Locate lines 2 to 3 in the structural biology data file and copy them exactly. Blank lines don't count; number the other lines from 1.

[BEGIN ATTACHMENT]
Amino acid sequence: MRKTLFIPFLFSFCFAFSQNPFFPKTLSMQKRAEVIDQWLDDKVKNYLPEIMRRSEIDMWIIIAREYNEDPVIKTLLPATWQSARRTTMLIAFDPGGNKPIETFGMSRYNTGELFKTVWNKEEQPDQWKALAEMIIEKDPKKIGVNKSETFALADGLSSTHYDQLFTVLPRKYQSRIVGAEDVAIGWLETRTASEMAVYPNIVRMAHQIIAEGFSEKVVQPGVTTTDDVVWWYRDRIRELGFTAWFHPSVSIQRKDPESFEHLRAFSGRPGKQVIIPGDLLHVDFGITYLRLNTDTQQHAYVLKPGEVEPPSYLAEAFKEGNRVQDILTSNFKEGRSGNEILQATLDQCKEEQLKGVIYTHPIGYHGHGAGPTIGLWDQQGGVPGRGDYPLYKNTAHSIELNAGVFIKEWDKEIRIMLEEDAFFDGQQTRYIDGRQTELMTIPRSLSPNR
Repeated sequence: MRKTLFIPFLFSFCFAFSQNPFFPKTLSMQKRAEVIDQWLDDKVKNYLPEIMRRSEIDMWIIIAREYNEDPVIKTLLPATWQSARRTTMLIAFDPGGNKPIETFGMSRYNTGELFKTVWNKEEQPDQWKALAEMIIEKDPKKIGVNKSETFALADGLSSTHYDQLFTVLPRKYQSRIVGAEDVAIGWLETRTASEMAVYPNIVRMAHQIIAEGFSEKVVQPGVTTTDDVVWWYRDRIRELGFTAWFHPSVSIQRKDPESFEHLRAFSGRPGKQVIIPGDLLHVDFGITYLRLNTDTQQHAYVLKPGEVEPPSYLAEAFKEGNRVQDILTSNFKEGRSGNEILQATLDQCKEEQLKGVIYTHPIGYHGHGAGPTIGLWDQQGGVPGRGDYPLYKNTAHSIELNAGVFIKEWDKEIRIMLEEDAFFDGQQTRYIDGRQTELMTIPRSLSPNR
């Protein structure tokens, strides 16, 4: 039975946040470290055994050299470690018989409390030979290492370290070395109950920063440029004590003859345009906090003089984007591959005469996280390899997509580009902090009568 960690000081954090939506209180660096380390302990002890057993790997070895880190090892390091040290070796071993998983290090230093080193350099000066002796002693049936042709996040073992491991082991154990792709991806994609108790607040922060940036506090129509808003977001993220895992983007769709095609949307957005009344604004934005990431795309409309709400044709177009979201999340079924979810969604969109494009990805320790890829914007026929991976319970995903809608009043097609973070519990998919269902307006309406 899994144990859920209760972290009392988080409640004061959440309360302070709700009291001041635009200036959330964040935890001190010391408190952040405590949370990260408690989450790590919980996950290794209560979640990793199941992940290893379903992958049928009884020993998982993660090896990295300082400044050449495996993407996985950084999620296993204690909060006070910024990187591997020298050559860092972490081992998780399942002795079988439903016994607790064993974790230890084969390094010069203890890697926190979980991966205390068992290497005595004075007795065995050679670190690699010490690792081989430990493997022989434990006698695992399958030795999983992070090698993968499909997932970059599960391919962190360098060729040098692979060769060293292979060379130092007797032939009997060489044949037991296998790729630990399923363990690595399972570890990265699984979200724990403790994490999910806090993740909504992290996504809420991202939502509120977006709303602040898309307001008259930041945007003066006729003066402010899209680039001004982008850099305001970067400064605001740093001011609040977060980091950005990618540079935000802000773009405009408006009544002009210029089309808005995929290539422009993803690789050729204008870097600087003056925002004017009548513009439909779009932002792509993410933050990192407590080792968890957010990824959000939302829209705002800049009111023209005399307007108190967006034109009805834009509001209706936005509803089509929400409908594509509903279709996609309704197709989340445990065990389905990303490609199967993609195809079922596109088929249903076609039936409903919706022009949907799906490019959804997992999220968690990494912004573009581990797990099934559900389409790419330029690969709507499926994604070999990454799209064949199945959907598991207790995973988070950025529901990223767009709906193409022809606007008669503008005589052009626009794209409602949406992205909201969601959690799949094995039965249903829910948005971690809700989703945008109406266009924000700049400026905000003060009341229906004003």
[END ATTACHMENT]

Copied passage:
Repeated sequence: MRKTLFIPFLFSFCFAFSQNPFFPKTLSMQKRAEVIDQWLDDKVKNYLPEIMRRSEIDMWIIIAREYNEDPVIKTLLPATWQSARRTTMLIAFDPGGNKPIETFGMSRYNTGELFKTVWNKEEQPDQWKALAEMIIEKDPKKIGVNKSETFALADGLSSTHYDQLFTVLPRKYQSRIVGAEDVAIGWLETRTASEMAVYPNIVRMAHQIIAEGFSEKVVQPGVTTTDDVVWWYRDRIRELGFTAWFHPSVSIQRKDPESFEHLRAFSGRPGKQVIIPGDLLHVDFGITYLRLNTDTQQHAYVLKPGEVEPPSYLAEAFKEGNRVQDILTSNFKEGRSGNEILQATLDQCKEEQLKGVIYTHPIGYHGHGAGPTIGLWDQQGGVPGRGDYPLYKNTAHSIELNAGVFIKEWDKEIRIMLEEDAFFDGQQTRYIDGRQTELMTIPRSLSPNR
């Protein structure tokens, strides 16, 4: 039975946040470290055994050299470690018989409390030979290492370290070395109950920063440029004590003859345009906090003089984007591959005469996280390899997509580009902090009568 960690000081954090939506209180660096380390302990002890057993790997070895880190090892390091040290070796071993998983290090230093080193350099000066002796002693049936042709996040073992491991082991154990792709991806994609108790607040922060940036506090129509808003977001993220895992983007769709095609949307957005009344604004934005990431795309409309709400044709177009979201999340079924979810969604969109494009990805320790890829914007026929991976319970995903809608009043097609973070519990998919269902307006309406 899994144990859920209760972290009392988080409640004061959440309360302070709700009291001041635009200036959330964040935890001190010391408190952040405590949370990260408690989450790590919980996950290794209560979640990793199941992940290893379903992958049928009884020993998982993660090896990295300082400044050449495996993407996985950084999620296993204690909060006070910024990187591997020298050559860092972490081992998780399942002795079988439903016994607790064993974790230890084969390094010069203890890697926190979980991966205390068992290497005595004075007795065995050679670190690699010490690792081989430990493997022989434990006698695992399958030795999983992070090698993968499909997932970059599960391919962190360098060729040098692979060769060293292979060379130092007797032939009997060489044949037991296998790729630990399923363990690595399972570890990265699984979200724990403790994490999910806090993740909504992290996504809420991202939502509120977006709303602040898309307001008259930041945007003066006729003066402010899209680039001004982008850099305001970067400064605001740093001011609040977060980091950005990618540079935000802000773009405009408006009544002009210029089309808005995929290539422009993803690789050729204008870097600087003056925002004017009548513009439909779009932002792509993410933050990192407590080792968890957010990824959000939302829209705002800049009111023209005399307007108190967006034109009805834009509001209706936005509803089509929400409908594509509903279709996609309704197709989340445990065990389905990303490609199967993609195809079922596109088929249903076609039936409903919706022009949907799906490019959804997992999220968690990494912004573009581990797990099934559900389409790419330029690969709507499926994604070999990454799209064949199945959907598991207790995973988070950025529901990223767009709906193409022809606007008669503008005589052009626009794209409602949406992205909201969601959690799949094995039965249903829910948005971690809700989703945008109406266009924000700049400026905000003060009341229906004003």